Have you ever heard of the saying, “you are what you eat”? As a registered dietitian nutritionist at the University of Tennessee, Knoxville, I always tell my patients, “what you put into your body plays a huge role in your health.” Research shows that a diet filled with a variety of plant foods like vegetables, fruits, whole grains, beans, nuts and seeds can help lower risk of many cancers. The American Institute for Cancer Research (AICR) highlights in detail Foods That Fight CancerTM along with foods to steer clear of to help individuals make more informed food choices.
I frequently hear from students and parents on the need to have a stronger emphasis on serving healthier whole foods throughout the day on campus. I sense an eagerness among many students to learn to eat a better diet and they seem to be willing to put in more effort into meal planning and learning about nutrition. To capitalize on this movement and help students focus on their health and disease prevention, I dedicated a week in February to focus on bringing cancer prevention awareness to the forefront by celebrating and supporting the American Institute for Cancer Research’s National Cancer Prevention Month Campaign.
For an entire week (February 7–11) we served cancer protective recipes with the help of the culinary team at the Rocky Top Dining Hall. Together we created a menu that featured one of AICR’s recipes daily to demonstrate how easy it is to include whole grains, fruits and vegetables in our diet. The additional menu items featured several of AICR’s Foods That Fight CancerTM to further emphasize the importance of eating these nutrient dense foods. Water with fresh fruits and herbs was offered to students to encourage hydration and provide a healthy alternative to sugar sweetened beverages.
- Monday: Brussels Sprouts with Balsamic Glaze paired with grilled garlic herb-salmon and wild rice
- Tuesday: Turkey Meatloaf with tomato basil farro and grilled green beans
- Wednesday: Warm Kale Salad complimented by a cauliflower lentil curry and sliced grilled chicken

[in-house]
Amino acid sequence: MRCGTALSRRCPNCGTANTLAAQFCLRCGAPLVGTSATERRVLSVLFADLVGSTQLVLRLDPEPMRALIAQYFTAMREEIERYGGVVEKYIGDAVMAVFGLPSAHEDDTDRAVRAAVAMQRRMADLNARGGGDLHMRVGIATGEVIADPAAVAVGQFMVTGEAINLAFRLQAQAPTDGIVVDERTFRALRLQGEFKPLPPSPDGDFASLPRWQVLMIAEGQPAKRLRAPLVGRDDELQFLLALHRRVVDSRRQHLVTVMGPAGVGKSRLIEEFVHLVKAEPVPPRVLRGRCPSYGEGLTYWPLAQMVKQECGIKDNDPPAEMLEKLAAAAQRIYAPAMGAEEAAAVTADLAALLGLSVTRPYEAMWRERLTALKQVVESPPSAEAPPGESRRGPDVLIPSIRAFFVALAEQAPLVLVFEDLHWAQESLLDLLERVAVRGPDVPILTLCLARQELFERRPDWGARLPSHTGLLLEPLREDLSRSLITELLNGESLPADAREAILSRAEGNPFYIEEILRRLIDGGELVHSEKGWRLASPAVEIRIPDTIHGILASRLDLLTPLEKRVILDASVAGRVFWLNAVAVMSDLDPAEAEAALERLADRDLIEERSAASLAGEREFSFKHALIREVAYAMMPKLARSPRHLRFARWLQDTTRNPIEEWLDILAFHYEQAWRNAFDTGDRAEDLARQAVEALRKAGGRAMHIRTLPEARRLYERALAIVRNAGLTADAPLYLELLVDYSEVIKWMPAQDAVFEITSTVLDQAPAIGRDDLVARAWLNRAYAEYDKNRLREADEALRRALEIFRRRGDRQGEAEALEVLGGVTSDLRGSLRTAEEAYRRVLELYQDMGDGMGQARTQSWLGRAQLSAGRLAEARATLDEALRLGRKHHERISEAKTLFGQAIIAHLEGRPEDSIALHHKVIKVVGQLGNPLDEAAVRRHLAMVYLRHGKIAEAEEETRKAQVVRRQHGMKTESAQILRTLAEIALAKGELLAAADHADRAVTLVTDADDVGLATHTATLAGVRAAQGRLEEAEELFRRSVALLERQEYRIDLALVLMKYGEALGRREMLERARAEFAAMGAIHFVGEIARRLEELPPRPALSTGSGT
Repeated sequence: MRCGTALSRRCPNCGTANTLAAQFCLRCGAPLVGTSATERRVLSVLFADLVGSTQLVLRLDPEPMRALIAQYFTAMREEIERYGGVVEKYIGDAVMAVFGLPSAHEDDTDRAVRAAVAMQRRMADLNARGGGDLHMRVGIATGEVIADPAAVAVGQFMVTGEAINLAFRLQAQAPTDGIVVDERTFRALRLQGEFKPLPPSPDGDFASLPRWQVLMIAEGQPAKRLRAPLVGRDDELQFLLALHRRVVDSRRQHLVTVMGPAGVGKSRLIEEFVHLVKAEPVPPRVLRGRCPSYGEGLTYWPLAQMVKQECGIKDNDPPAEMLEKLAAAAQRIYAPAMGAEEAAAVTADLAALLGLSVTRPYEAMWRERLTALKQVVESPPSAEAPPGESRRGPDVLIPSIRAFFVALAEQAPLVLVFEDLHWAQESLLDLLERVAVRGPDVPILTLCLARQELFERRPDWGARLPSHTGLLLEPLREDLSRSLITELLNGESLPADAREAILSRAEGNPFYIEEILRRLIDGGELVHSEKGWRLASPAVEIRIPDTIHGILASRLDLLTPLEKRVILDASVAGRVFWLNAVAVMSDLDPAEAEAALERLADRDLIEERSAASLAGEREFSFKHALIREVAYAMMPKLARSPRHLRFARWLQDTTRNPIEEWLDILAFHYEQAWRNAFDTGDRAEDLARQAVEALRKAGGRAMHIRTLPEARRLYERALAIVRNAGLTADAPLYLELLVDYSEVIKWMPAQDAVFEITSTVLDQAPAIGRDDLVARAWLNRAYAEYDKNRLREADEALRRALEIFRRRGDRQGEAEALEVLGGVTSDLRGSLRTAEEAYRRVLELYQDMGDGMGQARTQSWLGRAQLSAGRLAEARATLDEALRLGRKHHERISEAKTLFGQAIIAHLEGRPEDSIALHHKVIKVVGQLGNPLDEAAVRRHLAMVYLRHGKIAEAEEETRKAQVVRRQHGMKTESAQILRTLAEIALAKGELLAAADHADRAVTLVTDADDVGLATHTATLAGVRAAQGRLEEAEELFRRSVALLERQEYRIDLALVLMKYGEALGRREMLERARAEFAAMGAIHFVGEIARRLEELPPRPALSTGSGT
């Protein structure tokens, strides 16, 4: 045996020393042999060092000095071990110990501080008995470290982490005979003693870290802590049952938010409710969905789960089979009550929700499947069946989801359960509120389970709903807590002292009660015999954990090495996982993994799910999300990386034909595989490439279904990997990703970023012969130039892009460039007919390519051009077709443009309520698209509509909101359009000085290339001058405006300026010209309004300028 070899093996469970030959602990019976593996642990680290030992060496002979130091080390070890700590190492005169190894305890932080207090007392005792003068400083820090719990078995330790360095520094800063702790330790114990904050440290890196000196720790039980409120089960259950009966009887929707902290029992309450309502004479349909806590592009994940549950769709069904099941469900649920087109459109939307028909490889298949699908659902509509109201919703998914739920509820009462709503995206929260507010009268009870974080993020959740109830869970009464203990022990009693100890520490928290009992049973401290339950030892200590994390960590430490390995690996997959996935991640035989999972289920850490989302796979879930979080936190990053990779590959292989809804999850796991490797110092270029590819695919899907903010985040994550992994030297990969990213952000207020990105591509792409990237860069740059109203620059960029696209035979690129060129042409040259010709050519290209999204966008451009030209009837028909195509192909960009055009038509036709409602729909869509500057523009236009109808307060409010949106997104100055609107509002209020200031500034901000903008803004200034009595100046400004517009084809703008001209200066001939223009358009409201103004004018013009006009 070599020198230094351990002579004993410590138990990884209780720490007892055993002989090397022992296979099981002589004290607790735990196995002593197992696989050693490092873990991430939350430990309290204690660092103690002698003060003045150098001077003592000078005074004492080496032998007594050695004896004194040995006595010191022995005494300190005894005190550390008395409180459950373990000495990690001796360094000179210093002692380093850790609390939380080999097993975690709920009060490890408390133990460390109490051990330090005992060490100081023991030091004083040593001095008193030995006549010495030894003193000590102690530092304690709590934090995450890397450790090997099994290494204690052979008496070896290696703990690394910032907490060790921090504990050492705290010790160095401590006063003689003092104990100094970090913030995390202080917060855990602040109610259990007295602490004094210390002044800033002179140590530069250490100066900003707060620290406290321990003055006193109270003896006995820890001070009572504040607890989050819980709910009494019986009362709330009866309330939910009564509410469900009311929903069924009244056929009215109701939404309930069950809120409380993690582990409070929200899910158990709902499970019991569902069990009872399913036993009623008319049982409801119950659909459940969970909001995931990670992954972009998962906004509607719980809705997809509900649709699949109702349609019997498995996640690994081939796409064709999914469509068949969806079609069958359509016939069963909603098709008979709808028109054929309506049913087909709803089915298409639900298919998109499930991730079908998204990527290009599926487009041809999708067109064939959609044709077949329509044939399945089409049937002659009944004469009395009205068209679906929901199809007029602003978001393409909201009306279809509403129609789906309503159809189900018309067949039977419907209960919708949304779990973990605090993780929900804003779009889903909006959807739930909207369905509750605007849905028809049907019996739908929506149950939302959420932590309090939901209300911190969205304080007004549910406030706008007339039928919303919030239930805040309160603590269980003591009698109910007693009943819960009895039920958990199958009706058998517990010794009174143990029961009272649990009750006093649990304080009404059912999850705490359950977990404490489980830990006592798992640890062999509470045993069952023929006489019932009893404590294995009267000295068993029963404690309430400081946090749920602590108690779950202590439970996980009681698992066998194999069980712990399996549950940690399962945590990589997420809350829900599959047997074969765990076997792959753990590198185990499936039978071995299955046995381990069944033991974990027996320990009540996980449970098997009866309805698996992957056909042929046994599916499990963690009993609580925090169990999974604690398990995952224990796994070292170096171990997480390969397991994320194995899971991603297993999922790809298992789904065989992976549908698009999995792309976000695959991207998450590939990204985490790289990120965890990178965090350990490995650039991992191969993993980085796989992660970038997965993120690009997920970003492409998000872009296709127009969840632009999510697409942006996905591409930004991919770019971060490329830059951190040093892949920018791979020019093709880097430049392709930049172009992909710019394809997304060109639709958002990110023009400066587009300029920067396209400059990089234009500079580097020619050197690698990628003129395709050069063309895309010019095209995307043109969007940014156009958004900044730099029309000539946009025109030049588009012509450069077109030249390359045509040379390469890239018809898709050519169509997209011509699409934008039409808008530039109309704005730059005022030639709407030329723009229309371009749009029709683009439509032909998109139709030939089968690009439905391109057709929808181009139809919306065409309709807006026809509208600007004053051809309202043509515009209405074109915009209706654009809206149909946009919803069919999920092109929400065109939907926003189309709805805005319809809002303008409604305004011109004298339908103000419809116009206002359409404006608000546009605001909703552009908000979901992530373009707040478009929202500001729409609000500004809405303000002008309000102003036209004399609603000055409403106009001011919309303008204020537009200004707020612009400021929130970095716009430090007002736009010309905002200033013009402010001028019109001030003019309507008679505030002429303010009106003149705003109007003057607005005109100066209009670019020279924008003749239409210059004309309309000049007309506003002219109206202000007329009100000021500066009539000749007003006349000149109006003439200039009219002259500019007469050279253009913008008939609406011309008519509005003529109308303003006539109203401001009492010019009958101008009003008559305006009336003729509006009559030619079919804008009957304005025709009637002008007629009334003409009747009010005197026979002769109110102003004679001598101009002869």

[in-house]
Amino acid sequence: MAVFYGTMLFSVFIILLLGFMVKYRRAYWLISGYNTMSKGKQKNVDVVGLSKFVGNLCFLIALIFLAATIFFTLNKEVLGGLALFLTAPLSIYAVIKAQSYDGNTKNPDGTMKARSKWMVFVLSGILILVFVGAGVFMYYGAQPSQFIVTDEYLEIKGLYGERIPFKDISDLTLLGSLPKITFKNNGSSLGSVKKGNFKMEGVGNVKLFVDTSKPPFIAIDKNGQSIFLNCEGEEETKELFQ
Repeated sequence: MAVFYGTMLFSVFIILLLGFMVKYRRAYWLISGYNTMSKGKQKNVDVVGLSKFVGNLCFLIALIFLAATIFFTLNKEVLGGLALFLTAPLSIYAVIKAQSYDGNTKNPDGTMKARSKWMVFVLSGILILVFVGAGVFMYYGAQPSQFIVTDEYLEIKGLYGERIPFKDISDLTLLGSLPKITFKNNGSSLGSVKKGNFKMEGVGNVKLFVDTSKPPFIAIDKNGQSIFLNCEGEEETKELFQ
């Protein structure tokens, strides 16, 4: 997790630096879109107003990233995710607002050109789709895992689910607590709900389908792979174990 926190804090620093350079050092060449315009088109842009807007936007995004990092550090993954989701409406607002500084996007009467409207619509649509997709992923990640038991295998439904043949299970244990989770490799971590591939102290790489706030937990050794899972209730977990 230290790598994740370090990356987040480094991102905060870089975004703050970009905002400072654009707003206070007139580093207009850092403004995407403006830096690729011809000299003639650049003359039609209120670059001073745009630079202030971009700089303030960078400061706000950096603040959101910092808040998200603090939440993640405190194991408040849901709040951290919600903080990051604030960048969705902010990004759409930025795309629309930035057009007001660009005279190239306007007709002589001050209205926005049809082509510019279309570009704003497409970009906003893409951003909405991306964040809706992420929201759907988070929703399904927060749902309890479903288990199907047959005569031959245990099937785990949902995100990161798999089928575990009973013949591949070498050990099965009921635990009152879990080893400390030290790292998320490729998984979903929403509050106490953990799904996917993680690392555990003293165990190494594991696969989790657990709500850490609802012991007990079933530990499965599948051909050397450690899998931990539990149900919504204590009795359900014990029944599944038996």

- Thursday: Orange Cream Shake paired with a Mediterranean falafel plate
- Friday: Fresh and Light Veggie Pad Thai set up to build-your-own plate
To tie it all together, I included several materials on the “Dietitian Station Takeover.”
The station had a variety of educational materials such as AICR’s 10 Ways to Protect Yourself Against Cancer, and a QR code that linked students directly to AICR’s Foods That Fight CancerTM webpage. We also used AICR’s Healthy Living Calendar for helpful tips on how to make simple lifestyle changes each day such as trying a new vegetable or walking for a mile.
The event was a huge success with the students! The recipes from AICR, in particular, received great feedback and they were often the first pans to need refills. Since these are foods that students are typically not exposed to often in the dining halls, I am hopeful that they will be more willing to order or make dishes that feature nutrient dense foods like those found in AICR’s Foods That Fight CancerTM.
Abigail Manning, one of the regulars at the dining hall, stopped by to take home some of the learning resources. She said, “Based on my family’s battles with various cancers, I am proud the Vol Dining Dietitian is shedding light on foods that help prevent cancer. I was most excited to learn coffee lowers the risk of liver and endometrial cancers because this is my favorite drink around campus!”
If you are a dietitian, work in foodservice or are involved with health and wellness at a university, I encourage you to think outside of the box to find new and more exciting ways to reach the students. Educating the younger population on how simple lifestyle changes like diet and nutrition can have a positive effect on their health and cancer risk is critical to living a healthier life free of cancer and other chronic diseases.